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Thu, Mar

Have you a slick workflow that harnesses the full potential of your kit line-up or is there room for manoeuvre?

“When customers first look at investment they tend to focus on the biggest capital expense and how they expect that to add to their bottom line,” states Paul Bates, EskoArtwork regional business manager UK and Eire. “But what they often don’t consider is the added pressure this puts on all their departments and the potential bottlenecks this could introduce into their workflow.

Sophie Matthews-Paul looks at how developments have impacted upon inks and substrates for digitally printed textiles.

Perhaps it became a myth as the years passed that a textile coming under the digital heading is a material that has been used in conjunction with a machine which can print inks or dyes specifically for fabrics. Where this misconception originated is anyone’s guess but, depending on the end application desired, there’s no reason why many applications can’t be produced using other chemistries.

There’s been a surge of new machines this year, but who’s going to buy what? Sophie Matthews-Paul comments.

Digital textile printers now cover the entire gamut of investment paths. Key introductions thus far have concentrated mainly on dye-sublimation, although there are other options coming on line, but for the purposes of the display sector, this remains the most popular process.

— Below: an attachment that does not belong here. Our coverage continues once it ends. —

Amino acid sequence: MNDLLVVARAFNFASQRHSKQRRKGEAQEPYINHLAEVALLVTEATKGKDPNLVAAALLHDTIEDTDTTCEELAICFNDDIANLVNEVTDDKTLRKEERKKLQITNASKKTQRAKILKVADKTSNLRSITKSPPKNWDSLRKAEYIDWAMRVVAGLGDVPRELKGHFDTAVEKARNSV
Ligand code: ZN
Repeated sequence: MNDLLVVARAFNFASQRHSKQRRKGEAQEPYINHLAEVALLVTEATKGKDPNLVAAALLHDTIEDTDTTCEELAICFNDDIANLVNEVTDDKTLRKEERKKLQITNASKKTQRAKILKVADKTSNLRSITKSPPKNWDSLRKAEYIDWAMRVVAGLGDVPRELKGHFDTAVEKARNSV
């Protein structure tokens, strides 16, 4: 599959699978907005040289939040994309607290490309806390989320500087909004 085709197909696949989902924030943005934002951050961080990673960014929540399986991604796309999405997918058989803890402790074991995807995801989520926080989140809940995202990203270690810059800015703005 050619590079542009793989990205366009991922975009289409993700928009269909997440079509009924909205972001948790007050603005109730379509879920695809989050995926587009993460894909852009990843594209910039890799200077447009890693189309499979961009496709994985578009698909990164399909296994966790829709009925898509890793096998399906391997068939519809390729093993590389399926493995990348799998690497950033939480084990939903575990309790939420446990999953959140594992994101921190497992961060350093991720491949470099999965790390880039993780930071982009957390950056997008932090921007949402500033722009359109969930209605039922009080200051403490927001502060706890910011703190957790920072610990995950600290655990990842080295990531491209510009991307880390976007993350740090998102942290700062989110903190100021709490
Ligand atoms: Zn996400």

As predicted in my crystal ball gazing feature at the start of 2011, as far as the wide-format sector is concerned we have seen enhancements to existing printer platforms, along with improvements to inks and drying; but there have been no real show-stopping introductions.

This is, in truth, a very healthy state of affairs. That existing engines have been extended to cover different market segments should be regarded as a positive, with most manufacturers introducing new additions and the first to admit that they are using their established technologies to eke out revisions for future equipment.